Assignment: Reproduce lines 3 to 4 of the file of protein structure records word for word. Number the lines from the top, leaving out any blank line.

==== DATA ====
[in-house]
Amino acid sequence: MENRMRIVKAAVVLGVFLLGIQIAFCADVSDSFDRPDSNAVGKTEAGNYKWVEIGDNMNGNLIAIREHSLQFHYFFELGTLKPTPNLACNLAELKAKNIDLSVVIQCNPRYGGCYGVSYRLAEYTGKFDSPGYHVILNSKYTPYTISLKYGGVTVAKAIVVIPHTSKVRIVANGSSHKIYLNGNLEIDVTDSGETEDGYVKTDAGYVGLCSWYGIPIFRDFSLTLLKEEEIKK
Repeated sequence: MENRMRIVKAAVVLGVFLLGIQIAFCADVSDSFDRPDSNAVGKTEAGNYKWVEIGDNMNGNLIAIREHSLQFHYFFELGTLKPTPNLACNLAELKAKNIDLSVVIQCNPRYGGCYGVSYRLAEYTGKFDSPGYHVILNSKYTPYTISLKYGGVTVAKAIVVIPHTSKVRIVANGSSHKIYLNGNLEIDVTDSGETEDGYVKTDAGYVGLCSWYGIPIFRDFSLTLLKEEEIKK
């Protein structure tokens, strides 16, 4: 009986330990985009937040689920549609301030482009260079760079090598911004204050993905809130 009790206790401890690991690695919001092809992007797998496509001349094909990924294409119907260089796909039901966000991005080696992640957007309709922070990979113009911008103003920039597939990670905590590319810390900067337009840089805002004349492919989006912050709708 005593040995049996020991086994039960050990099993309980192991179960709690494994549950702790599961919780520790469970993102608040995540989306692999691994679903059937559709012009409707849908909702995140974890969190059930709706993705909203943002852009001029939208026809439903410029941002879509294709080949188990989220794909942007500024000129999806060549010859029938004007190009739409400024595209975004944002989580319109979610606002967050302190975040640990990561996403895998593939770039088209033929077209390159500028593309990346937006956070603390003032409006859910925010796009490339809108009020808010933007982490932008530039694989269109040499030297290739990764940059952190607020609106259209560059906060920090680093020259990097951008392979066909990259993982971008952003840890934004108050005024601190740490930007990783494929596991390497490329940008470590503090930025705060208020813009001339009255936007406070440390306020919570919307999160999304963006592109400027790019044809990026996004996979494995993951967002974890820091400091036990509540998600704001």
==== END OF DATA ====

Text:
Repeated sequence: MENRMRIVKAAVVLGVFLLGIQIAFCADVSDSFDRPDSNAVGKTEAGNYKWVEIGDNMNGNLIAIREHSLQFHYFFELGTLKPTPNLACNLAELKAKNIDLSVVIQCNPRYGGCYGVSYRLAEYTGKFDSPGYHVILNSKYTPYTISLKYGGVTVAKAIVVIPHTSKVRIVANGSSHKIYLNGNLEIDVTDSGETEDGYVKTDAGYVGLCSWYGIPIFRDFSLTLLKEEEIKK
């Protein structure tokens, strides 16, 4: 009986330990985009937040689920549609301030482009260079760079090598911004204050993905809130 009790206790401890690991690695919001092809992007797998496509001349094909990924294409119907260089796909039901966000991005080696992640957007309709922070990979113009911008103003920039597939990670905590590319810390900067337009840089805002004349492919989006912050709708 005593040995049996020991086994039960050990099993309980192991179960709690494994549950702790599961919780520790469970993102608040995540989306692999691994679903059937559709012009409707849908909702995140974890969190059930709706993705909203943002852009001029939208026809439903410029941002879509294709080949188990989220794909942007500024000129999806060549010859029938004007190009739409400024595209975004944002989580319109979610606002967050302190975040640990990561996403895998593939770039088209033929077209390159500028593309990346937006956070603390003032409006859910925010796009490339809108009020808010933007982490932008530039694989269109040499030297290739990764940059952190607020609106259209560059906060920090680093020259990097951008392979066909990259993982971008952003840890934004108050005024601190740490930007990783494929596991390497490329940008470590503090930025705060208020813009001339009255936007406070440390306020919570919307999160999304963006592109400027790019044809990026996004996979494995993951967002974890820091400091036990509540998600704001």